11. 11. SEC Guidance: Reputation Management Suggestion <ul><li>Companies &quot;should consider&quot; customer incentives to maintain relationships after a cyber-attack (like enhanced credit monitoring. e.g., After the Play Station Network outage* Sony issued Identity Theft insurance polices in the amount of $1 million USD per user through Clear ID) </li></ul><ul><li>*77 million accounts were stolen </li></ul>
  12. 12. Mobile Marketing Association: Privacy Policy Guidelines <ul><li>“ More than 58% of U.S. mobile users worried that their data can be easily accessed by others” - Alan Chapell, Co-chair of the MMA Privacy Committee </li></ul><ul><li>Why? </li></ul><ul><ul><li>Recent FTC actions </li></ul></ul><ul><ul><li>Congressional hearings </li></ul></ul><ul><ul><li>Proposed legislation </li></ul></ul><ul><ul><li>Class action law suits </li></ul></ul><ul><ul><li>etc. </li></ul></ul>
  13. 13. Enter MMA Mobile Application Privacy Policy Guidelines <ul><li>Goal is to encourage self regulation of mobile app data processing and privacy </li></ul><ul><li>Privacy policy “should” cover </li></ul><ul><ul><li>What information is obtained </li></ul></ul><ul><ul><li>What information is automatically collected </li></ul></ul><ul><ul><ul><li>Including real time “check in” data </li></ul></ul></ul><ul><ul><li>Do 3 rd parties have access to the information </li></ul></ul><ul><ul><li>Does the app work with 3 rd parties to deliver targeted ads </li></ul></ul><ul><ul><li>Opt out rights </li></ul></ul><ul><ul><li>How long is information retained </li></ul></ul><ul><ul><li>Rights of children </li></ul></ul><ul><ul><li>Security procedures </li></ul></ul><ul><ul><li>*MMA is seeking public comment on the guidance through Nov. 18, 2011 </li></ul></ul>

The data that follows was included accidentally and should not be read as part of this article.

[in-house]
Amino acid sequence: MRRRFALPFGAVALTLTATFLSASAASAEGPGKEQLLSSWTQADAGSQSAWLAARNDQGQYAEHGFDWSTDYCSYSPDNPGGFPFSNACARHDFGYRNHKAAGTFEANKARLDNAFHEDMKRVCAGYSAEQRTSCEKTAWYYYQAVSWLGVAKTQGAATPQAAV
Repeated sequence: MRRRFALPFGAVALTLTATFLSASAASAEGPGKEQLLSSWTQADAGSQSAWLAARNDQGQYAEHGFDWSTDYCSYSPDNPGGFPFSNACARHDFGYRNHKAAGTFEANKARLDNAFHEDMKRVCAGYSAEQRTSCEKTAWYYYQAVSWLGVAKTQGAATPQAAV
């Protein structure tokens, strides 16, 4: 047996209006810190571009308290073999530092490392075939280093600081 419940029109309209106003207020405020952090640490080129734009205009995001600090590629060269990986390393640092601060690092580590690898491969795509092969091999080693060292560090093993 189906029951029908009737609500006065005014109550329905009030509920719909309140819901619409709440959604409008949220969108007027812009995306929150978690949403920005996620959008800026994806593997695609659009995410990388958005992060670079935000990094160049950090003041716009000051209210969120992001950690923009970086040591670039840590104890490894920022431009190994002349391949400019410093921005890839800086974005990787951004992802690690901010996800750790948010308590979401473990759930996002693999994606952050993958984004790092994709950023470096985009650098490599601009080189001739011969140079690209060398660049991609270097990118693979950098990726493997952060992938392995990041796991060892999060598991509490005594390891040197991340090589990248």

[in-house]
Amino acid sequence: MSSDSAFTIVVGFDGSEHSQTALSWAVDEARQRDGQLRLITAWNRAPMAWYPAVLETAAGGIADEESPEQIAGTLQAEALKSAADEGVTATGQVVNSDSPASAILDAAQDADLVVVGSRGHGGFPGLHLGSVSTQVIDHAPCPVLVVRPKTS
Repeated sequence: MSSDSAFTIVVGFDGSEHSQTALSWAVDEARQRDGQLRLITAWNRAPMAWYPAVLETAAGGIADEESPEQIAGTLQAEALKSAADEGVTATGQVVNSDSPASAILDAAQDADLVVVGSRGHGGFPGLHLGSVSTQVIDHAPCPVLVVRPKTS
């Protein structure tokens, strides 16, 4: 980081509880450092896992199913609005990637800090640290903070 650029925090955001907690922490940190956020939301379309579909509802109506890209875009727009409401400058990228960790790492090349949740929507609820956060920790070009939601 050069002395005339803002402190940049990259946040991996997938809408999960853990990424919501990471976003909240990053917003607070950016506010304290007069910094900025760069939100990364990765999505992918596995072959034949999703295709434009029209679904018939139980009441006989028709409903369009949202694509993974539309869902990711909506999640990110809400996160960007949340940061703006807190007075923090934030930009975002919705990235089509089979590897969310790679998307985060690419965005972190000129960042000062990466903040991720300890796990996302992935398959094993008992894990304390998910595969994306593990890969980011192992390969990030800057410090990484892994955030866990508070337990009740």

14. 14.   Privacy Chatter & Legislation is Rampant <ul><li>46 states have passed a security breach notification statute (starting with CA in 2003) </li></ul><ul><li>This year 3 states (TX, CA, IL) have amended their security breach notification statutes to require more specific disclosure </li></ul><ul><li>Several states have passed laws requiring heightened security safeguards like encryption (i.e. Mass., Nev., etc.) </li></ul>
  15. 15.   Privacy Chatter & Legislation is Rampant Continued <ul><li>The SEC just issued new guidelines on the disclosure of cyber security risks and cyber incidents (for publicly traded companies) </li></ul><ul><li>The Whitehouse has published a Cyber Security Legislative Proposal </li></ul><ul><li>Mobile Marketing Association (“MMA”) has issued the MMA Privacy Policy Guidelines </li></ul><ul><li>This is not an exhaustive list! </li></ul>